I think most people would put the red squirrel at or near the top of their cute list. They are very appealing as you watch them go about their daily business. I put some hazelnuts down to entice the squirrels onto the wall and tree stump, it didn’t take long for the squirrel them to find the nuts.
A very alert red squirrel
All these images where taken from the same spot, and Iike the way the light changes as time passes by. From early morning as the sun rises to later in the day as it gets higher in the sky the images get lighter. The early images a more dramatic than the later ones All the images are very appealing but I think I like the more dramatic feel to the earlier images.
I am always pleased to be in the company of the red squirrel, they always give me a small on my face as they perform their routines.
The water rail is smaller and distinctly slimmer than the moorhen The water rail is a fairly common but highly secretive inhabitant of freshwater wetlands. It has chestnut-brown and black upperparts, grey face and underparts and black-and-white barred flanks, and a long red bill. Difficult to see in the breeding season, it is relatively easier to find in winter, when it is also more numerous and widespread. Although usually secretive they can become confiding but are still far more often heard than seen.
It is a bird I have admired usually very briefly as it scurries in and out of the reedbeds it calls home.
The winter viisitors are starting to arrive at the woodland bird hide, the latest one is the very beautiful brambling Fringilla montifringilla. The brambling over winters here in the UK and can be found with a bird which is very similar, the chaffinch Fringilla coelebs. They can be found feeding together particularly in beech woodlands where they both like beech masts.
I think these are very attractive birds. I like the vivid colours and I look forward to seeing more of them at my woodlad bird hide.
If you would like to come and photograph these and other birds, checkout the details here http://www.wildlife-photography.uk.com/blog/?page_id=10201
Easy payment terms
On some workshops i will accept monthly payments after the deposit has been paid this must be arranged and agreed by both parties before any bookings or any deposits are made and confirmed by email.
Ron McCombe Wildlife Photography is not in any means liable for any injuries to yourself or any damage to photography equipment at any time before during and after workshops Due to the nature of wildlife and weather Ron McCombe will not offer any refunds if for any unforeseeable event beyond Ron McCombe control, this includes in the unlikely event of no show of wildlife and weather conditions this includes workshops taken in hides (this does not included the Farne Islands where a refund is given if boat operators cancels the full trip)
Kingfisher workshop in the unlikely event of a no show of the Kingfisher 50% of the full workshop price will be refunded no alternative date will be offered,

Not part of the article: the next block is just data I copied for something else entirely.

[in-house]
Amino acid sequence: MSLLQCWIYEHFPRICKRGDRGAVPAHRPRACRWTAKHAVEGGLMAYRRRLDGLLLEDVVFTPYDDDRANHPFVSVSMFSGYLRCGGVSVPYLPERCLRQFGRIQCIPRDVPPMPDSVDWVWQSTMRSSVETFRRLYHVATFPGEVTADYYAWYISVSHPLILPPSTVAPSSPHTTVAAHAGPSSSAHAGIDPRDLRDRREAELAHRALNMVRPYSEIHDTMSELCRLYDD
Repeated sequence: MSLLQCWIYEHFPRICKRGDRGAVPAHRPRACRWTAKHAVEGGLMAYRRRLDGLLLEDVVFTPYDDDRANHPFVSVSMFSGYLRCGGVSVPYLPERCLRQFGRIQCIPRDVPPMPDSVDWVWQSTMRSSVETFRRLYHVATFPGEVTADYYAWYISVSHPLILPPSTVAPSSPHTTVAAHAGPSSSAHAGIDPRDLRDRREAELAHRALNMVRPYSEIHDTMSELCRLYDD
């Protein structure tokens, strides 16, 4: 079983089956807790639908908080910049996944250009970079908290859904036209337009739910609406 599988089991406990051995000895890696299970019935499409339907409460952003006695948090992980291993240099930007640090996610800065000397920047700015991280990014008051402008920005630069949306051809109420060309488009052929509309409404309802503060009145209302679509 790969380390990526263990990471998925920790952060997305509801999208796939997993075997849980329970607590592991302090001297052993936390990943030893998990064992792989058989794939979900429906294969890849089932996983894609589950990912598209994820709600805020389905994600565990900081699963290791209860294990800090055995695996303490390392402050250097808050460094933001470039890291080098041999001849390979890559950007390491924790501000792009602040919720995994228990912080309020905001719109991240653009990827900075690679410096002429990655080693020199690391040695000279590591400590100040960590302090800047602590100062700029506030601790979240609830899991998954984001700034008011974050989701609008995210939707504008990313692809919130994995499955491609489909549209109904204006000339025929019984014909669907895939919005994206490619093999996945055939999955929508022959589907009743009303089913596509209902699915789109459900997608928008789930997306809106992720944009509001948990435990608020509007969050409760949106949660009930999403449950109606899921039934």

No refund or alternative dates will be offered in the unlikely event of no show on the Osprey workshop in hide,
By paying ANY deposit you have accepted the Terms and conditions that’s laid out above
http://www.Full terms and conditions here wildlife-photography.uk.com/tandc.php
I think the Common kingfisher is just about my favourite bird with its iridescent colours and jaunty behaviour. I have been lucky enough to find a location in southwest Scotland, Scottish Photography Hides run by Alan McFadyen. This is one of the premier places in the country to photograph these splendid little birds at very close range. It’s a great place to visit and get a superb portfolio of images.
Alan has a superb setup that works really well. He has a great insight to what’s wanted by photographers being a photographer himself, giving great opportunities to make the very best images.
Workshops available see details here http://www.wildlife-photography.uk.com/blog/?page_id=9543
See more images on my kingfisher portfolio page http://www.wildlife-photography.uk.com/portfolio/?collection=Kingfishers&pt=7
Eurasian Wren Troglodytes troglodytes
One of my woodlannd birds
I have been hearing the wren from my woodland bird hide since it was built in the early spring of this year. Just lately I have been seeing them briefly as they forage for food. The main thing that people notice about the wen in the enormous voice it had its song is piercing. The wren is not our smallest bird that distinction goes to the goldcrest with the wren not much bigger.
The wren likes to skulk around in the undergrowth looking for a meal; they feed on insects and spiders and occationally sow themselves for a few seconds.
If you are interested in photographing the woodland birds take a look on this link for details http://www.wildlife-photography.uk.com/blog/?page_id=10201
The sika deer (Cervus nippon) also known as the spotted deer or the Japanese deer, is a species of deer native to much of East Asia, and introduced to various other parts of the world. Previously found from northern Vietnam in the south to the Russian far east in the north, it is now uncommon in these areas, excluding Japan where the species is overabundant.
They are quite similar to our red deer species and seem to mix in with the red deer herds locally.
Eurasian Jay Garrulus glandarius
I find the Eurasian jay quite a difficult bird to get images of, they ae a very shy nervous bird so when I came across these birds willing to stay around for a while I took advantage of the situation and get some images.
Here are just a few I hope you like them